Please use this identifier to cite or link to this item: http://hdl.handle.net/1783.1/7339

Linear decomposition-based methodology for determining the relative importance of wind and non-wind phenomena on observed air quality

Authors Wong, Kit Man
Issue Date 2011
Summary Air pollution in Hong Kong (HK) is becoming more significant. Many people have expressed their concern about changes in air quality. The problems and concerns have been manifest, in recent years, in HK and the Pearl River Delta (PRD) region. Typically, it is believed that increased emissions should be blamed for causing air pollution in this region. However, the authorities explain that increased occurrence in calm/light wind conditions is also important in hindering dispersion of air pollutants. Understanding the real causes can benefit in setting the best control policies. The conflict between the “emission” and “wind pattern” viewpoints can be resolved if we can distinguish the respective contributions of wind changes (wind influence) and emission strengths (non-wind influence) on air quality. However, up to now, there has been no systematic way to determine the relative importance of these two main phenomena on air quality. Most current related research can only show they have an impact on air quality. Little has compared them quantitatively. This research first investigated whether the frequency of calm/light wind conditions is closely related to the concentration of pollutants. The plotted charts show high wind speed with low pollutant concentration and vice versa. Although the frequency distributions of wind speed in 2000 – 2003 versus 2004 – 2007 do show that there was a higher frequency of low wind speeds in the latter period, when pollution levels are compared during periods of similar wind speed, they are higher in the latter period than in the former. A linear decomposition-based methodology is proposed to distinguish the relative importance of these two main phenomena on air quality. Based on the hourly wind data (speed and direction) and pollutant concentration, the wind frequency and pollutant emission “roses” (circular frequency diagrams) are established. Hypothetical pollutant concentration can be calculated from these two roses. By comparing the hypothetical pollutant concentration with the actual measurement, the relative importance of these two main phenomena on average pollutant concentration in two periods can be determined respectively quantitatively. Last, the respirable suspended particulates (RSP), ozone (O3), nitrogen dioxide (NO2) and sulphur dioxide (SO2) in 2000 – 2007 in HK were analyzed and two past air quality related controversial cases were also studied. It is shown that the non-wind influence on observed air quality in HK was more significant than the wind influence in annual-based comparison.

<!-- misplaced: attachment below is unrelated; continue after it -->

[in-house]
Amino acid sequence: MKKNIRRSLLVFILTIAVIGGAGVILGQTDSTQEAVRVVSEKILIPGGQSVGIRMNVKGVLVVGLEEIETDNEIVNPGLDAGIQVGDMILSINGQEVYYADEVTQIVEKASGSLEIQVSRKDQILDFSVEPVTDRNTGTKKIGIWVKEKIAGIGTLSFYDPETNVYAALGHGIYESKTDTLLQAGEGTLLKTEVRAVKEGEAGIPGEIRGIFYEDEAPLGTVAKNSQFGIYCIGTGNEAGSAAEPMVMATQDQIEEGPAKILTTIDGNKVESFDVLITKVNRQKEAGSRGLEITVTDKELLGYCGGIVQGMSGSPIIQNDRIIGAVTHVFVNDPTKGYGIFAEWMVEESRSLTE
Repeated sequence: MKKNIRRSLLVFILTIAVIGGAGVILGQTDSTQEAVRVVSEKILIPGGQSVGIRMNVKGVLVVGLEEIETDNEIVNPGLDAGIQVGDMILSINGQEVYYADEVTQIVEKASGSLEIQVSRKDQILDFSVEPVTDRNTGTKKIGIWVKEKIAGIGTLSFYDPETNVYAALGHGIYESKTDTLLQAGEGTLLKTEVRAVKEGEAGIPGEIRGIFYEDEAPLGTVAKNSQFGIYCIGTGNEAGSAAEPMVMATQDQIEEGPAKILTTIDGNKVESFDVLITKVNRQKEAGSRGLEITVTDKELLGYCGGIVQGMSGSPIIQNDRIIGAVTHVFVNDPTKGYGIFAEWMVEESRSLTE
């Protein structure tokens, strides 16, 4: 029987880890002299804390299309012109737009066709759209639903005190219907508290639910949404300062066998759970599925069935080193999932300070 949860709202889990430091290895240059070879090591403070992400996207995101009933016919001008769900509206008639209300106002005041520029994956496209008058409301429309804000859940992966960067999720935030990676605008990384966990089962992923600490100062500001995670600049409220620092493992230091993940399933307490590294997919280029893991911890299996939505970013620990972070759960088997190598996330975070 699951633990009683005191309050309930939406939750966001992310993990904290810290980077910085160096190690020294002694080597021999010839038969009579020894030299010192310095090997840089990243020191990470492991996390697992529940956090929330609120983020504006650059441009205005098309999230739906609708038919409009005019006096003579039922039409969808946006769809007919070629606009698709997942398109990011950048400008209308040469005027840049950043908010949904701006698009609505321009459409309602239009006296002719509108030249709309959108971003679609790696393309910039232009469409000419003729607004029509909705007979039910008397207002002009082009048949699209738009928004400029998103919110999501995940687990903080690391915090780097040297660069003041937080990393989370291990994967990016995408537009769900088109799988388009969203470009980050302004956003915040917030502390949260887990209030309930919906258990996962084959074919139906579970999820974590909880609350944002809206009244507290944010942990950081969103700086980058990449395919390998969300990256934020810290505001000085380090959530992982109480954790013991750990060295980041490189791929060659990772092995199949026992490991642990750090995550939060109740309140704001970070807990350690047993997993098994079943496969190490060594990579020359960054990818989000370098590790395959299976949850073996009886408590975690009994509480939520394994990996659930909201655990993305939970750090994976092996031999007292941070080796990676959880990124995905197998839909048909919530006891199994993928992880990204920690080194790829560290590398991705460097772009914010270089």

Note Thesis (Ph.D.)--Hong Kong University of Science and Technology, 2011
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Language English
Format Thesis
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